- Associated Press - Tuesday, January 20, 2015

NEW ORLEANS (AP) - Theodore Emile “Bo” Dollis, the longtime Big Chief of the Wild Magnolias Mardi Gras Indians, died Tuesday at his home in New Orleans.

His death was announced by the Mardi Gras Indian Hall of Fame in a message on its Facebook page. He was 71.

“It is with profound sadness that I must inform you of our newest ancestor. Big Chief Theodore “Bo” Dollis passed this morning,” reads a message posted to the Hall of Fame’s Facebook page. “His wife, Big Queen Laurita Dollis, has requested prayers for the family and his soul at this time. Please honor her request and refrain from calls and text messages as she prepares for his public life celebration.”

Dollis first masked with the Golden Arrows Mardi Gras Indians as a young teen despite reluctance from his family because of the Indian groups’ reputations for violence. Soon after, he joined the Wild Magnolias as Flag Boy and, by 1964, had risen to Big Chief. NOLA.com/The Times-Picayune reports (http://bit.ly/1BB8hyX ) Dollis was part of a new generation that rejected violence, focusing instead on costuming.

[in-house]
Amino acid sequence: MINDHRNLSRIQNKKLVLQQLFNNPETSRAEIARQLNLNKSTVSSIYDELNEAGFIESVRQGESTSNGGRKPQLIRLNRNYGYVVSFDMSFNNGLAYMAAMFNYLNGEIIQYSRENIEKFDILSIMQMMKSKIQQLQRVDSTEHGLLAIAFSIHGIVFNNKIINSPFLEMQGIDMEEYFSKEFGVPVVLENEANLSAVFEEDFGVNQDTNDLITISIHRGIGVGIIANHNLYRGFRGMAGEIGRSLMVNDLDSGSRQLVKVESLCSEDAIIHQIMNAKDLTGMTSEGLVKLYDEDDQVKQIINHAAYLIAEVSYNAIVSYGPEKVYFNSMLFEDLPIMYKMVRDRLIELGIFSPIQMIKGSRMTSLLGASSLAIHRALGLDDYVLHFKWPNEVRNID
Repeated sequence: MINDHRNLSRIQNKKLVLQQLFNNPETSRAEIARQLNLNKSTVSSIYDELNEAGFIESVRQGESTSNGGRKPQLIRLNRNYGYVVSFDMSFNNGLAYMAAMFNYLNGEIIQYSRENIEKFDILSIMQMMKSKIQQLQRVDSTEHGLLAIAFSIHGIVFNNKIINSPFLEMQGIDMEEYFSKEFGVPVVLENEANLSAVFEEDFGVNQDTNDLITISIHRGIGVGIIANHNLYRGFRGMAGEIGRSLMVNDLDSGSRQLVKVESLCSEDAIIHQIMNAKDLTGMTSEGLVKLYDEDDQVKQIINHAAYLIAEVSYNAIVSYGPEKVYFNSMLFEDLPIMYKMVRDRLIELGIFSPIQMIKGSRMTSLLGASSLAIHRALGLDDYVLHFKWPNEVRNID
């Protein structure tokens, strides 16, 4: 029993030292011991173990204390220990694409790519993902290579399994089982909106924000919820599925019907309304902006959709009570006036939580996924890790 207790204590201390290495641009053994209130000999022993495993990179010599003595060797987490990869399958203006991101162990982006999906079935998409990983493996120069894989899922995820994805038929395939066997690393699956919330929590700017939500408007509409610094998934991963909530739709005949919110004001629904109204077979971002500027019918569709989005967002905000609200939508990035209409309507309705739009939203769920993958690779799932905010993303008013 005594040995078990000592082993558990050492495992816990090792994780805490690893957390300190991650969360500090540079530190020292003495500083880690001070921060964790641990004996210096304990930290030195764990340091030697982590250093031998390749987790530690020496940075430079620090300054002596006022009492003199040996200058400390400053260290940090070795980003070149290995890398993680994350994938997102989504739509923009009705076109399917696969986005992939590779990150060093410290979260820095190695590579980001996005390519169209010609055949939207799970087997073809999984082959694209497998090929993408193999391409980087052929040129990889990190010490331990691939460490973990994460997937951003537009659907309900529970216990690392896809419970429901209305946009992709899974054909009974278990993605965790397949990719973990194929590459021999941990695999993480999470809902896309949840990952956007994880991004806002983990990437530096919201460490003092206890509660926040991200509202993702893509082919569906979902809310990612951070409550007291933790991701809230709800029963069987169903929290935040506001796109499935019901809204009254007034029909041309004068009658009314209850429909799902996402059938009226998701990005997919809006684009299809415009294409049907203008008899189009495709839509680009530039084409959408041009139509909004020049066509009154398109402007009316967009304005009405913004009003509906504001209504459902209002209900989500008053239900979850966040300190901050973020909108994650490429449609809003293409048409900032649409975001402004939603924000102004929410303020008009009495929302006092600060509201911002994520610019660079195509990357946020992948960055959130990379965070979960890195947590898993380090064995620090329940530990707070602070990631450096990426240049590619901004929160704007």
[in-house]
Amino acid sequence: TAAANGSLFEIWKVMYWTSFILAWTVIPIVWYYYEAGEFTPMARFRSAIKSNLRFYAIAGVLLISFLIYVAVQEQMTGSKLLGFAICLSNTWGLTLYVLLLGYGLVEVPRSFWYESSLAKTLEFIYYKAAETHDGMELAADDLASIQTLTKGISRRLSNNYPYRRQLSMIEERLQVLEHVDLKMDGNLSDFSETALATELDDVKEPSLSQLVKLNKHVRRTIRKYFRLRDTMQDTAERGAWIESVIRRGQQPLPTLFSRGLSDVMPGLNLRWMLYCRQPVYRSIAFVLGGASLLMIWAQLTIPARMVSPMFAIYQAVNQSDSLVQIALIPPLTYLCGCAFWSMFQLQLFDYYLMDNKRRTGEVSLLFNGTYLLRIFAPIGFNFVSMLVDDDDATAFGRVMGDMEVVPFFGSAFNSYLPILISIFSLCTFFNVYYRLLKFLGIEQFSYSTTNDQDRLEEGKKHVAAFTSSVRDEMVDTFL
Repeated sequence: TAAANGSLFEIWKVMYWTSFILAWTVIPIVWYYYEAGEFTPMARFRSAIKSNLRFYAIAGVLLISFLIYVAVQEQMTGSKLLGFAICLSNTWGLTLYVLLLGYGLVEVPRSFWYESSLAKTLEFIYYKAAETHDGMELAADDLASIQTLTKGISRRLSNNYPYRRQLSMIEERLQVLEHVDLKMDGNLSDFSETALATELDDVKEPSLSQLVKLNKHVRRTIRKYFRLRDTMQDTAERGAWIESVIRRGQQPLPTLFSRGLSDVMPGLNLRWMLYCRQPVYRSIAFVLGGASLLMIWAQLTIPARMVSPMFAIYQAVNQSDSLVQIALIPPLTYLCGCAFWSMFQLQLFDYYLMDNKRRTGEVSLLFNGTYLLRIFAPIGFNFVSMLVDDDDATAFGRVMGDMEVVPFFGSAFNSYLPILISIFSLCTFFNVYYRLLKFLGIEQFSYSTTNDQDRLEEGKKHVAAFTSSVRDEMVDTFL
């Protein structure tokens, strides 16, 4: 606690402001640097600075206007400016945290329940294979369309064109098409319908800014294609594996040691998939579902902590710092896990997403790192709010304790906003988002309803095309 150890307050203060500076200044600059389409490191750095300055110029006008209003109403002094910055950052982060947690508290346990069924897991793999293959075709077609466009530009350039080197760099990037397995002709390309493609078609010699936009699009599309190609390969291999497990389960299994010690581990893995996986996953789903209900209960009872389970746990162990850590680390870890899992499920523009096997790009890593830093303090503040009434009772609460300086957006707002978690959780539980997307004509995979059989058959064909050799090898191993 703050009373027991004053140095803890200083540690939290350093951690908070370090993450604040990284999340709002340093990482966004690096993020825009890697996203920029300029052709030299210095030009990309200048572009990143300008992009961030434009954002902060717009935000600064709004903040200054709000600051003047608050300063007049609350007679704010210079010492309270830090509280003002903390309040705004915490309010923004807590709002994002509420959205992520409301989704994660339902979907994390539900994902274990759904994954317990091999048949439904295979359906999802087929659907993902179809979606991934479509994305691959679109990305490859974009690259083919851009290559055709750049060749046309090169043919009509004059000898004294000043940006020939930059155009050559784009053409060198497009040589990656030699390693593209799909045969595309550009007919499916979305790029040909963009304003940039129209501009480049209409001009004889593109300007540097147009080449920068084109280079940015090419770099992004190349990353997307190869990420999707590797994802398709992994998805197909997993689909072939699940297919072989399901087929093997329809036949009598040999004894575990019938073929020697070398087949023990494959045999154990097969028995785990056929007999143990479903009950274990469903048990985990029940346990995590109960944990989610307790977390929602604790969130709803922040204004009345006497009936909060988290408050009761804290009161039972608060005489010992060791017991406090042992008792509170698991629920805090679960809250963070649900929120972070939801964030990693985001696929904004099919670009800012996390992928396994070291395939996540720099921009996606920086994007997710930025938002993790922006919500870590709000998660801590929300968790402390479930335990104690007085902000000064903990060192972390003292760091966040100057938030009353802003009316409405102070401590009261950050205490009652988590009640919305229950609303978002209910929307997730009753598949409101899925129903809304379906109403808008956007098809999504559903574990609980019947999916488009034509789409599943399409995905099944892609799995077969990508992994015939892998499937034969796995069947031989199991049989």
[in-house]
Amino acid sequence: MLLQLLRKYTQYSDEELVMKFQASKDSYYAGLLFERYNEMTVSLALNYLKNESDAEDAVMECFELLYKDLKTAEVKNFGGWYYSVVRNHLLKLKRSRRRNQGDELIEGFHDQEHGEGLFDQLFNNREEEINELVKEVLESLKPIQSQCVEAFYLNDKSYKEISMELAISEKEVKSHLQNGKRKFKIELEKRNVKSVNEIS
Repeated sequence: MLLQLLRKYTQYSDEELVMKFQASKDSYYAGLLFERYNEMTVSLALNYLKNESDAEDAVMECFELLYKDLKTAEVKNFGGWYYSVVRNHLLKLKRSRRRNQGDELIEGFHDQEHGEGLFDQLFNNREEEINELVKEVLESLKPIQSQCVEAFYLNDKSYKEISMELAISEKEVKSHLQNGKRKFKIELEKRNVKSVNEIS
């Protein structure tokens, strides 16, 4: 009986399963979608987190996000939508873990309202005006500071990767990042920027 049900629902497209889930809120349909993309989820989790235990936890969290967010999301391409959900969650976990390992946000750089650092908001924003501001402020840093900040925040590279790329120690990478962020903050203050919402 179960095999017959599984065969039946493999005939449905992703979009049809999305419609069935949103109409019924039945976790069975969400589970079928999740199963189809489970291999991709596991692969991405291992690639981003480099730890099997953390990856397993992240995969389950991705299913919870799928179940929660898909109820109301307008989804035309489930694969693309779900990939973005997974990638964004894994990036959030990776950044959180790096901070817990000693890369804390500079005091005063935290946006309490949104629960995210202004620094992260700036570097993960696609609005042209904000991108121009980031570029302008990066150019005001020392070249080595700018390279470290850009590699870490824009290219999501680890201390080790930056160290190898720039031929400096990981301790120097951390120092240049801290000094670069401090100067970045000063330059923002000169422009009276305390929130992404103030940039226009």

Dollis was among the first to bring the culture and sound of the Indian culture to national prominence, recording the first commercial album of Mardi Gras Indian music, including the single “Handa Wanda,” in 1970. That same year, he and Monk Boudreaux of the Golden Eagles Mardi Gras Indians appeared at the first New Orleans Jazz and Heritage Festival.

In 1974, along with his wife Laurita Dollis, keyboardist Willie Tee, guitarist and singer Snooks Eaglin, percussionist Uganda Roberts and saxophonist Earl Turbinton, Dollis recorded “The Wild Magnolias,” melding Indian chants with sizzling funk. The Wild Magnolias also recorded “They Call Us Wild” in 1975 and over the years, the group would perform around the world.

Quint Davis, producer of the Jazz Fest, was instrumental in assembling the Wild Magnolias band to record.

“He was the modern musical face of the Mardi Gras Indian culture that broke through to the outside world,” Davis told NOLA.com/The Times-Picayune. His voice “came out of his personality. Bo wasn’t an angry Indian. He was a joyous Indian. Bo had this joy about the whole culture. He had this joy about the fact that he was leading it, and he could sing it. That infused what he was singing.”

Davis also announced Tuesday that Dollis is the subject of the festival’s official 2015 poster.

In recent years, troubled by failing health, Dollis stepped down to the role of council chief of the Wild Magnolias. His son Gerard “Bo Jr.” Dollis took the role of Big Chief and leader of the performing Wild Magnolias.

In 2011, Bo Dollis received the National Endowment for the Arts’ National Heritage Fellowship.

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Information from: The Times-Picayune, http://www.nola.com

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